A pioneering inter-denominational scheme organised by the Jesuit Refugee Service (JRS) is providing support to marginalised people, including those from religious minorities.

“At Home” is the name of a Europe-based, Jesuit hosting programme that welcomes destitute refugees into a local community by providing vital support to migrants and “those who are trafficked or deprived of their dignity.

The programme is run by members of an international congregation of women who can host needy individuals for up to four months.

“Each time we welcome a new guest into our home, they each bring something different and make their own unique contribution to our lives. Through each of their placements, there are many common, life-giving aspects that have had an impact on us. We consider it a privilege to have this opportunity of sharing our home with those who are living in destitution, often alone and uncared for, longing for that ‘warm human welcome’ that Pope Francis speaks of,” said an individual involved in running the scheme but who declined to reveal their name.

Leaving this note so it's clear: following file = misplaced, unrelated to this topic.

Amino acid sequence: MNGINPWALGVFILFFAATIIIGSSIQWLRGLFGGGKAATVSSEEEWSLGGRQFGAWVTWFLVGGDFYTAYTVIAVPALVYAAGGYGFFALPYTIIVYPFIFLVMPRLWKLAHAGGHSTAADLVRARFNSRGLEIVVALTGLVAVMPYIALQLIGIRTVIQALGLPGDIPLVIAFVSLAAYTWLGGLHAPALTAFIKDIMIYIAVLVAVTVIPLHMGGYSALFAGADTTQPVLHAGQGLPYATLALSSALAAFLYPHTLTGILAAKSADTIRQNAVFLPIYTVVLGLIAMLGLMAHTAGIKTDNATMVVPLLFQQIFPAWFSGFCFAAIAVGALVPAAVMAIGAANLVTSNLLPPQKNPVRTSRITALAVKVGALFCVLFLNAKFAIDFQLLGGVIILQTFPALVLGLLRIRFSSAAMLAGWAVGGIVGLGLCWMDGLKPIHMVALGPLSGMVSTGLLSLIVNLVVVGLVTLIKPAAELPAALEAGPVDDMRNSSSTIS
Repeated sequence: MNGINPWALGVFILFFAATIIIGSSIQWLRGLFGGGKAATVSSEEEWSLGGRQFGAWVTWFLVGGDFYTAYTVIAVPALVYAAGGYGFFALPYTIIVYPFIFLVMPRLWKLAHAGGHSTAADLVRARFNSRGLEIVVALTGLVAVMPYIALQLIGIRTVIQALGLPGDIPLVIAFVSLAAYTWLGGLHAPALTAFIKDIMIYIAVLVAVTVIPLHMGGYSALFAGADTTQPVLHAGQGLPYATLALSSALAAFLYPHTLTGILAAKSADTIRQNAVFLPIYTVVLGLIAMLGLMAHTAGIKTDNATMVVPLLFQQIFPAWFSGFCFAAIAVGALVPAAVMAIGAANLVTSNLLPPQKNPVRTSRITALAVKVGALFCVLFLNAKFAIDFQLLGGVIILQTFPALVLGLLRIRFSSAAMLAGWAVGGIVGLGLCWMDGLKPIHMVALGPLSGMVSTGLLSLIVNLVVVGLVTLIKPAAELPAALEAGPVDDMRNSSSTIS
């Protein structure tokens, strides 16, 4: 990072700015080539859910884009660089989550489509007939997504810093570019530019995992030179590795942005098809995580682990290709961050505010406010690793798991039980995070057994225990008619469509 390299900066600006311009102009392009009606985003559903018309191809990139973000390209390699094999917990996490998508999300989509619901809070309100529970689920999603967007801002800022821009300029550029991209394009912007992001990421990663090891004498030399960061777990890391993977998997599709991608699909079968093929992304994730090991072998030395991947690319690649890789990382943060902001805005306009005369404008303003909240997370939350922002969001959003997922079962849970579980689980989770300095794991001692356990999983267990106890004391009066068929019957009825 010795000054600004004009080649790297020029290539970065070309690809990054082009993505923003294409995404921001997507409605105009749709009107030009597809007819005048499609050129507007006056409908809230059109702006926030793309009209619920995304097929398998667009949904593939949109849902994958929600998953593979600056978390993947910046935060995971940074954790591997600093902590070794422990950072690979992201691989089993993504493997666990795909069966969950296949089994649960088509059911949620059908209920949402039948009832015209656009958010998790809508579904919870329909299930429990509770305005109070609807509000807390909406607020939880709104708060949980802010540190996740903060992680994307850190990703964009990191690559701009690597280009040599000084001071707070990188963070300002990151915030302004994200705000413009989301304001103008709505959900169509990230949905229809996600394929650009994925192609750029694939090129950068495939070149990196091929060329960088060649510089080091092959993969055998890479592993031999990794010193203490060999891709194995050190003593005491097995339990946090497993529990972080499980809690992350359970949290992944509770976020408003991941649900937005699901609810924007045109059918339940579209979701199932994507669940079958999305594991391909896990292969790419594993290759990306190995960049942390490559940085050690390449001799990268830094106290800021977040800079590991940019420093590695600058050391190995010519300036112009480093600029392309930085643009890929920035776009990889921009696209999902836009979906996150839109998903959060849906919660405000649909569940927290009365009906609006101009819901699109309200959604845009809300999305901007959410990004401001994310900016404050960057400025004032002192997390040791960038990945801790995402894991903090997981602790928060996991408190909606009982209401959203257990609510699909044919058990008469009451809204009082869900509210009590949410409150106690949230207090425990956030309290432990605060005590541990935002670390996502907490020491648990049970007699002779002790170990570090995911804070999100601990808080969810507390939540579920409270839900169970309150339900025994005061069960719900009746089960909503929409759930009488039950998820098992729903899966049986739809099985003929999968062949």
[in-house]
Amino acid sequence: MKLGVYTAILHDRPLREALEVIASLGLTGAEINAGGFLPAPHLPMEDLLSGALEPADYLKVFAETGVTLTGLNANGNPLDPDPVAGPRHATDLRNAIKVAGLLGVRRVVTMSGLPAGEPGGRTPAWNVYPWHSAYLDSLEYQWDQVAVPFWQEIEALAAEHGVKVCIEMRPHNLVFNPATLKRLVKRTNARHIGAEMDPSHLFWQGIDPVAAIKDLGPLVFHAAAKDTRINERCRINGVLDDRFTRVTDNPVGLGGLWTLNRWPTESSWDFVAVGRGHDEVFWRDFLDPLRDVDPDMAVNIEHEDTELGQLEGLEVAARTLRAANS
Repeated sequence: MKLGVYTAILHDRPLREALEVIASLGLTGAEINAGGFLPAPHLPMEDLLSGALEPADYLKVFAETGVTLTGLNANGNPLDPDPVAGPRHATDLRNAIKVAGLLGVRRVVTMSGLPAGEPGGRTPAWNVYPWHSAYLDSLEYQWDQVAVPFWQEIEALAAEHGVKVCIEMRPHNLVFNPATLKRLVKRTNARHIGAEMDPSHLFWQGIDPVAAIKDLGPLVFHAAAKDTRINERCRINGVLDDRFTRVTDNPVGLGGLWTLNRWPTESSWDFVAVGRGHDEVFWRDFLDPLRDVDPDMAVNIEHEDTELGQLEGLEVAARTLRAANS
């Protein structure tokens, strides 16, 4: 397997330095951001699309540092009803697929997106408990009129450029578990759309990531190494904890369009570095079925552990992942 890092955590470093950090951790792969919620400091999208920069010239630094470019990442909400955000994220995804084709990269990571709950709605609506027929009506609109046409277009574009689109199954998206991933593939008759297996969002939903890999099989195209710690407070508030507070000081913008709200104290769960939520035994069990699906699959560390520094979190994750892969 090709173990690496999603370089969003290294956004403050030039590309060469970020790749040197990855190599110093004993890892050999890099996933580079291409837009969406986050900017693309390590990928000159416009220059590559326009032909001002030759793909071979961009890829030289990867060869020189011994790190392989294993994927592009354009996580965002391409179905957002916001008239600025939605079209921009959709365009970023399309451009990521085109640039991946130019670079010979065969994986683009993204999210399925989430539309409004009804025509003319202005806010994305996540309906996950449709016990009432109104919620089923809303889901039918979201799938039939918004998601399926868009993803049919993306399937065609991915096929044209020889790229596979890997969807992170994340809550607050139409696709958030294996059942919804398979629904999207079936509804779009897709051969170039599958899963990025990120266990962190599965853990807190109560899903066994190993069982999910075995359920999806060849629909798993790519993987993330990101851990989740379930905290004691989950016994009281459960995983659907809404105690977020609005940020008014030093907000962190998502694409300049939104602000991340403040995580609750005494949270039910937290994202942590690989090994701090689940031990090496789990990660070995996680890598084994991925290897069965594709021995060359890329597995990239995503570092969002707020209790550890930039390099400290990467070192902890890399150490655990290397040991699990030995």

The Jesuit Refugee Service is an international Catholic organisation with a mission to “accompany, serve and advocate” for the rights of refugees and others who are forcibly displaced.

“Opening our home has given us the opportunity to make a difference, and in a small way be a counter-culture to the separation, discrimination, inequality and injustice that is prevalent in society today.”

The Jesuit Refugee Service is an international Catholic organisation with a mission to “accompany, serve and advocate” for the rights of refugees and others who are forcibly displaced.  The society was founded in 1980 in response to the plight of the Vietnamese boat people. To this day, JRS continues to support displaced people who undertake life-threatening journeys to seek safety.

 

This content is part of the ‘Religious Freedom’ section supported by the Faith and Freedom Summit Coalition